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When closing a stock position on Dec 30, 2020, with T+2 settlement, is the P&L booked for 2020 or 2021? TIA.

7

2020 - Settlement is an administrative operation and may depend on market (i.e. you give a US example, it is different in other countries). You SELL them on T - the fact that the paperwork transfer takes +2 should not matter.

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It's no surprise but there are contradictory articles about this on the net for U.S. taxation. Some suggest that the trade must settle this year in order to be claimed this year.

I consider Fairmark.com to be a reliable source of tax information. Here's their take on tax selling rules:

When determining what year you sold your stock, the trade date is what matters. This is the day the transaction took place on the stock exchange.

EXCEPTION FOR LOSS FROM SHORT SALES

When you buy shares to close a short position, this purchase (like any other) has a trade date and a settlement date. The date that’s used for tax purposes depends on whether you have a gain or a loss:

If you’re closing the short position at a profit, the trade date controls the timing for tax purposes. In other words, we use the same rule here as when you’re selling shares you own. If you’re closing the short position at a loss, however, the settlement date will control.

If you have any doubt, close your trade two business days before the end of the year so that you avoid tax reporting complications.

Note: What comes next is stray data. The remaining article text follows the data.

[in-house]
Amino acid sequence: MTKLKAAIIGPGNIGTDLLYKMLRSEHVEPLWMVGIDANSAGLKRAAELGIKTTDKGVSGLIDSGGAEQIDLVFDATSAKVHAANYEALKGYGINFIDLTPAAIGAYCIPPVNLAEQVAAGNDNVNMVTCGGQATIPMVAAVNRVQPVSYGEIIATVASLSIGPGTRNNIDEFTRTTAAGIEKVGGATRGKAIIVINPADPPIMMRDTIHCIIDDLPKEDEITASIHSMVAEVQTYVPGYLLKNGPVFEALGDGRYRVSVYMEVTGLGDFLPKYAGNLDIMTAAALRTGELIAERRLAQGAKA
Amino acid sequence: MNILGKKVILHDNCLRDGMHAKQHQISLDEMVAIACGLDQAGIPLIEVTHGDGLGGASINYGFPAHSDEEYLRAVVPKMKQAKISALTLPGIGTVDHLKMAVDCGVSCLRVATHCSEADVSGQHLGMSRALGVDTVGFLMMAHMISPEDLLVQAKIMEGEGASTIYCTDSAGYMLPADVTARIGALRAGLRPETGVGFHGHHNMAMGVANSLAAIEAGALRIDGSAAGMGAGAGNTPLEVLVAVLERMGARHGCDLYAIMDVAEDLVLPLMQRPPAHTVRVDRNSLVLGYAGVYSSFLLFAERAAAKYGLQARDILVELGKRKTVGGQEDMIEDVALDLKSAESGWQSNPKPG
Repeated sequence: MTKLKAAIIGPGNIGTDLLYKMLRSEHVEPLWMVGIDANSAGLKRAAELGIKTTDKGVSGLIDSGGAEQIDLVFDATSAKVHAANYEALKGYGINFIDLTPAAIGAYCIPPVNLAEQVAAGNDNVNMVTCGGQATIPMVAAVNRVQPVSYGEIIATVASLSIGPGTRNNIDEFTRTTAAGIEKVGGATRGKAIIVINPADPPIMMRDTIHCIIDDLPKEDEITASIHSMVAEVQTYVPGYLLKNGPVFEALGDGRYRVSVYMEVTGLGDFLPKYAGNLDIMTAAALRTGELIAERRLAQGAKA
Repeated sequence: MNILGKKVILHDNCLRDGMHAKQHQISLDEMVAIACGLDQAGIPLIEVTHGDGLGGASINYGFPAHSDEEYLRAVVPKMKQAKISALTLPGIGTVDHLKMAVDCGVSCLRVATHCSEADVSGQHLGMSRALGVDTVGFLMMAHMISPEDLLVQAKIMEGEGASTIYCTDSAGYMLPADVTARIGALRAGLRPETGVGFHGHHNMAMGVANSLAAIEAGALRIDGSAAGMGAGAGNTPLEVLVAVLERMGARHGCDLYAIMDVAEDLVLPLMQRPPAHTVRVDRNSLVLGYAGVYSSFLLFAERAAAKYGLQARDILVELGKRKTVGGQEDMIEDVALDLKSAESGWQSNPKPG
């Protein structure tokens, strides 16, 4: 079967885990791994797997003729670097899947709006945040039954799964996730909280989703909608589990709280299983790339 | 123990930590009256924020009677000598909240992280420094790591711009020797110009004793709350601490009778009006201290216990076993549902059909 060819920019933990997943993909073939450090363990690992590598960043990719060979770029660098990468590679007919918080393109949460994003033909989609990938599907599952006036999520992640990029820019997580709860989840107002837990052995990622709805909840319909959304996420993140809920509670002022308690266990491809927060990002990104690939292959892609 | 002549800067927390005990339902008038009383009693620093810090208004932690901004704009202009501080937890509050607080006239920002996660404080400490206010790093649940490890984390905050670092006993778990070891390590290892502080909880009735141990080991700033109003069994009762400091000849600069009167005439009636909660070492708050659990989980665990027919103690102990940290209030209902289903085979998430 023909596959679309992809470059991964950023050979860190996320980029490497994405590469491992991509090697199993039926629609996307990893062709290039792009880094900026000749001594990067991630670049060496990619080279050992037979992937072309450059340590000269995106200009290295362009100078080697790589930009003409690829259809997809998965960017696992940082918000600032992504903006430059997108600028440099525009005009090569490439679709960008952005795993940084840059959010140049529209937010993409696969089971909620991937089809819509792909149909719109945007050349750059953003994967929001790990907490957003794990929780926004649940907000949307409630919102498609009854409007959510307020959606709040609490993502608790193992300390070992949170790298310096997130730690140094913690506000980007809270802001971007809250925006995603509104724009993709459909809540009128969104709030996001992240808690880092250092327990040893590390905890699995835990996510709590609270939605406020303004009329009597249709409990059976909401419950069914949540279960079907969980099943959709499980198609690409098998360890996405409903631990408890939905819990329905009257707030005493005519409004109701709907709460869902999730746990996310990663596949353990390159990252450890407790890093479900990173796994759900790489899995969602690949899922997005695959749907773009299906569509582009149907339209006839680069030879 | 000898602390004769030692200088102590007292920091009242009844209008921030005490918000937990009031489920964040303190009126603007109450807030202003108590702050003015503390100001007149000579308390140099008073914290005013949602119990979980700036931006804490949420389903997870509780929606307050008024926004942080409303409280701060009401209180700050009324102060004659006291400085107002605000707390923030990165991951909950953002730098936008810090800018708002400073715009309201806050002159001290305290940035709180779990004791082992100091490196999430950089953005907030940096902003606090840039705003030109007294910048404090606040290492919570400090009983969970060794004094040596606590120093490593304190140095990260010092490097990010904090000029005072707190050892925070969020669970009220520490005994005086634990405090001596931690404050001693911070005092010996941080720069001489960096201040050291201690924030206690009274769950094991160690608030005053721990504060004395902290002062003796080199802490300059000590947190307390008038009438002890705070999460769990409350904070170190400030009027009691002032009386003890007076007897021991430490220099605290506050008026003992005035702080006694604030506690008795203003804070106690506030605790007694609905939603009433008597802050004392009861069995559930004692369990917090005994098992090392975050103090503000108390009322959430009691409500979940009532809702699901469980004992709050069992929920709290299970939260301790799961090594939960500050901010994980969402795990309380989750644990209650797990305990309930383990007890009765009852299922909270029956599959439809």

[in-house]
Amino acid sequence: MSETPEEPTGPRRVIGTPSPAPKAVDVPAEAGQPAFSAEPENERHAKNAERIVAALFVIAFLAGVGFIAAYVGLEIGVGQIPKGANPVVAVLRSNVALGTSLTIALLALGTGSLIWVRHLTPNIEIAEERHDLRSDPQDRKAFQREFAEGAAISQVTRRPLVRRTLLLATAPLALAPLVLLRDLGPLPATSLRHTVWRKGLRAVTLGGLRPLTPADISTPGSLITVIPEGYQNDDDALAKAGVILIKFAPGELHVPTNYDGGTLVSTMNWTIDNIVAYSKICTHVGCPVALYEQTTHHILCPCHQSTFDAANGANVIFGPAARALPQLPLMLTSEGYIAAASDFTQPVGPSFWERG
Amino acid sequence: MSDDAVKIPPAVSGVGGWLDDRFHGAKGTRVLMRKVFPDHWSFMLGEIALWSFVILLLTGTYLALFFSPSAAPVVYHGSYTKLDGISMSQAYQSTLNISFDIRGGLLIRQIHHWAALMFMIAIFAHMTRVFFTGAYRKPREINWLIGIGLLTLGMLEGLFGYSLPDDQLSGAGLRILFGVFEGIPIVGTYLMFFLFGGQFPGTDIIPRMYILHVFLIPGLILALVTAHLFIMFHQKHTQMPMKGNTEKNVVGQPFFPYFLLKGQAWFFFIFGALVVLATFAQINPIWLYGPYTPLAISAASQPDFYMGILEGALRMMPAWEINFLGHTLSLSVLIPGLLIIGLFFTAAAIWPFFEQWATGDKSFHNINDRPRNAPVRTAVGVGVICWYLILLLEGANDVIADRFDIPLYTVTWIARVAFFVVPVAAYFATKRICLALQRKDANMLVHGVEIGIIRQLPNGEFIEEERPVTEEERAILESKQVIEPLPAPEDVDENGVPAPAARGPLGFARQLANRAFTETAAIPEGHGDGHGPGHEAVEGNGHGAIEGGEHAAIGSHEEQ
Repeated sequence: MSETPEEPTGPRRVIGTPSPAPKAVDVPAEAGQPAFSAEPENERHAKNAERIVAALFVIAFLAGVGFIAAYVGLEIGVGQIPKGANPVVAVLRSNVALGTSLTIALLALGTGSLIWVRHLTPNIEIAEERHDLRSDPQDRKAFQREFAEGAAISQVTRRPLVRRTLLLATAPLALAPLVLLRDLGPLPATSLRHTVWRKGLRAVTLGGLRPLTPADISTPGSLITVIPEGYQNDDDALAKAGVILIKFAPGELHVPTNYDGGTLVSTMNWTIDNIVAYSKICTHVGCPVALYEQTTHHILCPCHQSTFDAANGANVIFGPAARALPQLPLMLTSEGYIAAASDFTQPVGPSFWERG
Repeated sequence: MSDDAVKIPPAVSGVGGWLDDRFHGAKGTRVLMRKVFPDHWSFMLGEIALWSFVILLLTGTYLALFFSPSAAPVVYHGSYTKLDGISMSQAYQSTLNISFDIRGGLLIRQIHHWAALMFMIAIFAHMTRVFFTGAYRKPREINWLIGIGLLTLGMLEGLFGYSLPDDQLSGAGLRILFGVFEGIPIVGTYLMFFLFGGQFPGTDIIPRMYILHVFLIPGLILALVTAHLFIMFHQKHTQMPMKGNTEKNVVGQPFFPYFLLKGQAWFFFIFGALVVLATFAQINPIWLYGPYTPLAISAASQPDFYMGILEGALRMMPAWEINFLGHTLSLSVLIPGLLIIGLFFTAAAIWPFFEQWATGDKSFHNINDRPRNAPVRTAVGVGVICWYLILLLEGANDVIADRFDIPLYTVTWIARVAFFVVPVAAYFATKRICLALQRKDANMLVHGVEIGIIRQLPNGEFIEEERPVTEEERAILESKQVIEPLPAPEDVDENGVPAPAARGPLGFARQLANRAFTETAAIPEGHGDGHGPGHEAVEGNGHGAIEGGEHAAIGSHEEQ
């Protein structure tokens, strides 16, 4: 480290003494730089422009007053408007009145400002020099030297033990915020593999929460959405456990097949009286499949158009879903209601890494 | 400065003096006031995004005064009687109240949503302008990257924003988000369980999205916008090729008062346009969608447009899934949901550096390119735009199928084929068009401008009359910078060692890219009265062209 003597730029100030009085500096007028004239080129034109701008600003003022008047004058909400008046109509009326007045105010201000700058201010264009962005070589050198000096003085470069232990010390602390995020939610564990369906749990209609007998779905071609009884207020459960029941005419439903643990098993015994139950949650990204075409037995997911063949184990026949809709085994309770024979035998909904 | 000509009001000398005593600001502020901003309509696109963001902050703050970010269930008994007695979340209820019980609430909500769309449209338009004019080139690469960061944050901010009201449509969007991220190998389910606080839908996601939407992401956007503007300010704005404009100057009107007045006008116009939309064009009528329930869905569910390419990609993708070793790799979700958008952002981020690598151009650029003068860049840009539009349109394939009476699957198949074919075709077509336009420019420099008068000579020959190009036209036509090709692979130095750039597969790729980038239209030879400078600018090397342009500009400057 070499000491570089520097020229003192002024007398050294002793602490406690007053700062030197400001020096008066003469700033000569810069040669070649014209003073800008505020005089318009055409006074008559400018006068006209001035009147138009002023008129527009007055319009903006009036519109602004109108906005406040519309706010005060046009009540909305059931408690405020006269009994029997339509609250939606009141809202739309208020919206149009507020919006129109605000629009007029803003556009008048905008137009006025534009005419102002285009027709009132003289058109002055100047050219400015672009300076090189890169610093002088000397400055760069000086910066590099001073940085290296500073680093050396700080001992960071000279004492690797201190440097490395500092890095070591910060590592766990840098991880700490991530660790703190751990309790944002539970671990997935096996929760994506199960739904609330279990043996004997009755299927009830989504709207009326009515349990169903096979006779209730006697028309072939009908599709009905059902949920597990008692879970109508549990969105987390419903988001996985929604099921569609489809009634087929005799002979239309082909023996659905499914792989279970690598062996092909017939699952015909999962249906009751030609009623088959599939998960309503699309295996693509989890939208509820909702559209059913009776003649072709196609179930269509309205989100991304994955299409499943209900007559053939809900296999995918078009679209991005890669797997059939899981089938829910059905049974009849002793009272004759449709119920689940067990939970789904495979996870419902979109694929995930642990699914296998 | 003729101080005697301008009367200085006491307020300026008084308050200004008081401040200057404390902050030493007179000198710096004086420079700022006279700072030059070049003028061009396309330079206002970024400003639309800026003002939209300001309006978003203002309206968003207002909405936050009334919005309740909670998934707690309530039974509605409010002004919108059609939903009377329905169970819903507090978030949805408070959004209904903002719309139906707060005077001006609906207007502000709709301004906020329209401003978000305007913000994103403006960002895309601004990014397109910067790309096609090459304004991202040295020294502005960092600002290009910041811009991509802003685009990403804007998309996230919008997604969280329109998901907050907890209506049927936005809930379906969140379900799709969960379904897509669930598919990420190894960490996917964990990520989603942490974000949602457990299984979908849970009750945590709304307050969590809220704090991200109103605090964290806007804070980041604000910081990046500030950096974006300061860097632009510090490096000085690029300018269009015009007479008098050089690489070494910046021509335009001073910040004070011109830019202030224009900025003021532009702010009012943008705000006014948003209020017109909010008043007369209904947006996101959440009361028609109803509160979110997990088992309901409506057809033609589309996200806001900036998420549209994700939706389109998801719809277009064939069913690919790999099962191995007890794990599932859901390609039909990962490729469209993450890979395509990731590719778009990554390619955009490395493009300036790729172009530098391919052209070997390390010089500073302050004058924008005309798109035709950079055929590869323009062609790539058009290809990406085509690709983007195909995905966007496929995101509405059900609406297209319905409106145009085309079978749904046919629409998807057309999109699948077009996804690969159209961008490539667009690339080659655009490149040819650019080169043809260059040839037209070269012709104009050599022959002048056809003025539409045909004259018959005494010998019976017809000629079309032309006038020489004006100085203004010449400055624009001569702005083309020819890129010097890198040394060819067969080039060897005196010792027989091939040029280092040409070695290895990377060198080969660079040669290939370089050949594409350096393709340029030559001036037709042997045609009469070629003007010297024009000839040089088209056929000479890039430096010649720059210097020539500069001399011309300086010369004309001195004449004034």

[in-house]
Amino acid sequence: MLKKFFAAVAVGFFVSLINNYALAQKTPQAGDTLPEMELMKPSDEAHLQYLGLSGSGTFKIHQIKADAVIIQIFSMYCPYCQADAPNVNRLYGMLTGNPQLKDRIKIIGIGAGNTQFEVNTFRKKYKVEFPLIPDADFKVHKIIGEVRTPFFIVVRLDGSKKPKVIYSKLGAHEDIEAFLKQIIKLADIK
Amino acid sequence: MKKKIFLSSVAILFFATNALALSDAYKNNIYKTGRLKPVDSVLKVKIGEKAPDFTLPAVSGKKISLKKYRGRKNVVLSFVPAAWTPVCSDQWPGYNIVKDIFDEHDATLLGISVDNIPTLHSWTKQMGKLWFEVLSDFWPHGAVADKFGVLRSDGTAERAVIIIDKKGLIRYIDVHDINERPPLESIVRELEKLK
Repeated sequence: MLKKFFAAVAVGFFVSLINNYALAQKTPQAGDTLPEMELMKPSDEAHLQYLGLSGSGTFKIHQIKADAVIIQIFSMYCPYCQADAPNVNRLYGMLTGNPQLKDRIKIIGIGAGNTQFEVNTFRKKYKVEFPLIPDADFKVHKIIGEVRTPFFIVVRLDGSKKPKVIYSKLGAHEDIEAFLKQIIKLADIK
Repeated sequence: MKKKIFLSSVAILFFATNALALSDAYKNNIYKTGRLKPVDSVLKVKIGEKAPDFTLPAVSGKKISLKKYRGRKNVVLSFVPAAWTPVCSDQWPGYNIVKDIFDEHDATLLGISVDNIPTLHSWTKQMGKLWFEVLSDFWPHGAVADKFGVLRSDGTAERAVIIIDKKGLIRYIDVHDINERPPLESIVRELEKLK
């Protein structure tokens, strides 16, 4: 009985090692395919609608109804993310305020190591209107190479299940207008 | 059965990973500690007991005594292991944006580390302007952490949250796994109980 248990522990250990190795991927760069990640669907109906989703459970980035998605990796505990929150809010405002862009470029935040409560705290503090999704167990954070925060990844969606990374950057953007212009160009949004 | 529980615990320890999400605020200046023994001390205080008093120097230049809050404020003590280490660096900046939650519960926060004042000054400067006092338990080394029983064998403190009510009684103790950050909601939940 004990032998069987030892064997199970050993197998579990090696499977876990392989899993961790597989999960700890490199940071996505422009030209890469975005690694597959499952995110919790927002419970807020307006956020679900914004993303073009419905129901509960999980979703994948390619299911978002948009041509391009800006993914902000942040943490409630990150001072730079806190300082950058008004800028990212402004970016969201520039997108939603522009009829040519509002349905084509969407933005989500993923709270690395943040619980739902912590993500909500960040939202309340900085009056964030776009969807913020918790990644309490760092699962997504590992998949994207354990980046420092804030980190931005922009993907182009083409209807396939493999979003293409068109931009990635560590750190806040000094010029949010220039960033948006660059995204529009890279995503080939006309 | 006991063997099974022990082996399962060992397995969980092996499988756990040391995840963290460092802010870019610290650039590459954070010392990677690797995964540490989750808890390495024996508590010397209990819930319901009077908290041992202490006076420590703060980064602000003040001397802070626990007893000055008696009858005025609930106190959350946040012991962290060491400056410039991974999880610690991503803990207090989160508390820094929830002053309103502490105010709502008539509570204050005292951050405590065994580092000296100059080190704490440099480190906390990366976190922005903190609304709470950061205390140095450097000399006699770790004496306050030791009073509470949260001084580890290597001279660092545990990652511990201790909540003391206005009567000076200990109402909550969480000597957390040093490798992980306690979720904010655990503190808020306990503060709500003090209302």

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https://www.irs.gov/pub/irs-pdf/f8949.pdf

From the instructions for form 8949:

Column (c)—Date Sold or Disposed Of
Enter in this column the date you sold or disposed of the property. Use the trade date for stocks and bonds traded on an exchange or over-the-counter market. For a short sale, enter the date you delivered the property to the broker or lender to close the short sale.

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I fundamentally agree with TomTom on this one. From a legal point of view, the settlement date is irrelevant. What is important is when you take decisive action.

In the long run, however, the IRS does not really care too much which year you book your transaction, if its a matter of a day or two. They always look at the big picture. So, you can report the P&L either way and your position is defensible. If you closed the position in November and tried to book it in 2021, that would be a different story, but here with just a day or two in difference, it does not matter.

  • For a private transaction, such as a car or a closely held business, that might be true. For stocks on an exchange, the broker will report it on 1099-B as this year, and if your 8949 doesn't say the same, you will like Lucy "have some splainin to do". – dave_thompson_085 Dec 30 '20 at 4:24

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